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Wednesday, February 8, 2012

Veal and Chicken Stock

There is nothing as wonderful as a homemade chicken, veal or fish stock.  The flavors are natural and smooth.  I have to admit that it is not always possible to have homemade stock on hand.  Not because I don't want to make it but more because I would have to dedicate a whole day to the process.  This includes scouting out the ingredients which I cannot always find in different cities.  Also, at least for veal stock, a good 6 hours of simmering is required to get the best flavor.  

Chicken stock is easier and when I want it, I will buy those fresh roasted chickens at the grocery store, remove the meat for another use and use the carcass for the stock.  In about an hour, I have a wonderful stock that I can freeze.  This adds a lot of value to the chicken from which the carcass can yield a good 2 liters of high quality chicken stock.

This being said, I have never let the absence of a good stock deter me from cooking something wonderful.  Most of the canned stocks taste only of salt but if you buy the better healthier brands, you can have something that will do nicely.

I did however come across a dehydrated stock in Paris that I use when I have nothing else.   It has no flavor enhancers, no preservatives, no artificial color and no hydrogenated fats! It is sold in a small store called G. Detout (play on words meaning I have everything).  This store is one of my favorites places to go and you can get many hard to find, restaurant quality, ingredients for reasonable prices.  It is located in a wonderful area of Paris where many of the famous kitchen supply stores are.  If you like food shopping (especially pastry), this is a great place to visit.  The address is:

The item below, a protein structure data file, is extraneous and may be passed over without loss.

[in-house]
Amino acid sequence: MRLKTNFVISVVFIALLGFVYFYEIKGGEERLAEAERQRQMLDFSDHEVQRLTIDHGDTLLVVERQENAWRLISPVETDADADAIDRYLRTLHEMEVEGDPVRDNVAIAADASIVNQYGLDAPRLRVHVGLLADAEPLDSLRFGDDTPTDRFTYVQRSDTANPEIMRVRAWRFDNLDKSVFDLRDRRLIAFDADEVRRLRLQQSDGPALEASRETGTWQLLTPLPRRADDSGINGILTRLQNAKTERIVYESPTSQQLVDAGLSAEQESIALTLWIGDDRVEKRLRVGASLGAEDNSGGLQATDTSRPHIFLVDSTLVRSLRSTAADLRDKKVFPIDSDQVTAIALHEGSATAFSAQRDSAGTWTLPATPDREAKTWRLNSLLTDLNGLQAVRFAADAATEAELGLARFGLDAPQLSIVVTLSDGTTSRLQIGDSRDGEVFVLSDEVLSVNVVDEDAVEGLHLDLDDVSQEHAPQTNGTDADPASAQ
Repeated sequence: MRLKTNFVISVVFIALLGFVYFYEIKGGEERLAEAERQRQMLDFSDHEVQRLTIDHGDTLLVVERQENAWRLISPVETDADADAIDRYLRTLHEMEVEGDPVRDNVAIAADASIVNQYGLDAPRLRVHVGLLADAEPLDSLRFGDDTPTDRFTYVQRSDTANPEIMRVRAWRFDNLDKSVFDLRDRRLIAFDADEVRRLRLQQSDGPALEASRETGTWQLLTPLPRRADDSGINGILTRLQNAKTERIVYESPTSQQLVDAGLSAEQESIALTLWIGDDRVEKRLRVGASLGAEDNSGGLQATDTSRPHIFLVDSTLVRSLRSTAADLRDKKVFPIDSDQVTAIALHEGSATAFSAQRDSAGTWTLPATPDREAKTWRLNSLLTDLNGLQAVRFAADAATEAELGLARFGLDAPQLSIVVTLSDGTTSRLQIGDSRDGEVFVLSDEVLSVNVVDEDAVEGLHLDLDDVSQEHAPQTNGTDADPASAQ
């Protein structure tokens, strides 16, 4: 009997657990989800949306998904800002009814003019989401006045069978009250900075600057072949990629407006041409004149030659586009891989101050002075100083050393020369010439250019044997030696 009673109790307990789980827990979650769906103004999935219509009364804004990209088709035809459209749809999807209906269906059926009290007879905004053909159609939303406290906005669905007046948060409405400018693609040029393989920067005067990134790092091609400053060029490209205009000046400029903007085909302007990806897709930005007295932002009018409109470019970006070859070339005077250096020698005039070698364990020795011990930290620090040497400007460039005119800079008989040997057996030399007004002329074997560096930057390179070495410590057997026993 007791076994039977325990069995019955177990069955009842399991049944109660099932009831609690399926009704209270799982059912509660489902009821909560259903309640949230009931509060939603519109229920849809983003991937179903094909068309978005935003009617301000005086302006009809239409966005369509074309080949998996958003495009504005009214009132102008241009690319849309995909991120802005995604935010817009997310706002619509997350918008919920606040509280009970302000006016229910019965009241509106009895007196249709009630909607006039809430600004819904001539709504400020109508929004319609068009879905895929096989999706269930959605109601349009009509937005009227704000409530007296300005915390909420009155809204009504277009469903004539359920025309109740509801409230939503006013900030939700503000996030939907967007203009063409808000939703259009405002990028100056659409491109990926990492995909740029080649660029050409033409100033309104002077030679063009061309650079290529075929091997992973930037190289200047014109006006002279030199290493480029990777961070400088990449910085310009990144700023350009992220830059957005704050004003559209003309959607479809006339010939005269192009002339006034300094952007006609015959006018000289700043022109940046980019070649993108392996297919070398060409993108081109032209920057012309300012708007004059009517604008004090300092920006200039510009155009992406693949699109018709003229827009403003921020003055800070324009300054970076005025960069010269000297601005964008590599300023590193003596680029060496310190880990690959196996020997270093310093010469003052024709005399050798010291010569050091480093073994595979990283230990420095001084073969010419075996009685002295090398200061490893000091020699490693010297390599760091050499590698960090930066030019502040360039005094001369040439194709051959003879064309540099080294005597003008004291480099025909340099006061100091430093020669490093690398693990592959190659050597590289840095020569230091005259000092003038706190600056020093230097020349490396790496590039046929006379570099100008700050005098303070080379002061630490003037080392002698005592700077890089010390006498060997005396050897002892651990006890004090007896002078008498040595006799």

G. DeTout
58, rue Tiquetonne,
75002, Paris, France
(+33) (0)1 42 36 54 67

These stocks are made by CHEF and it is a Nestle Professional product.  Their web site is:

(actually this is a Swiss product so I will have to check it out here).

Just in case you would like to make your own, here are my recipes for veal and chicken stock.    It takes a little time, but once they are made, you can store them in double lined baggies in the freezer (in about 1 cup quantities or in ice cube trays) to use as you need.

Homemade Chicken Stock

The key to a flavorful chicken stock is to use the carcass of a roasted chicken.  Because the bird is cooked, it will color the stock a little which I think makes it even better.  

You will need:  (for about 2 liters of chicken stock)
  • carcass of a 2 kg (4 lb.) cooked chicken, meat removed, it can be left whole or divided;
  • 1 large carrot cut in 1/2 and then in 1'' (2.5cm) pieces
  • 1 large onion cut in quarters
  • 1 medium leek cut in 1'' (2.5cm) pieces
  • the leafy part of one piece of celery
  • 5 whole peppercorns
  • 1 large bay leaf
  • 2 sprigs of fresh thyme
  • 2 sprigs of fresh parsley
  • water

  1. Place all the ingredients in a large stock pot and cover with water;
  2. Bring to a boil and skim off any foam that forms at the surface to remove impurities;
  3. Reduce heat and simmer on low for one hour.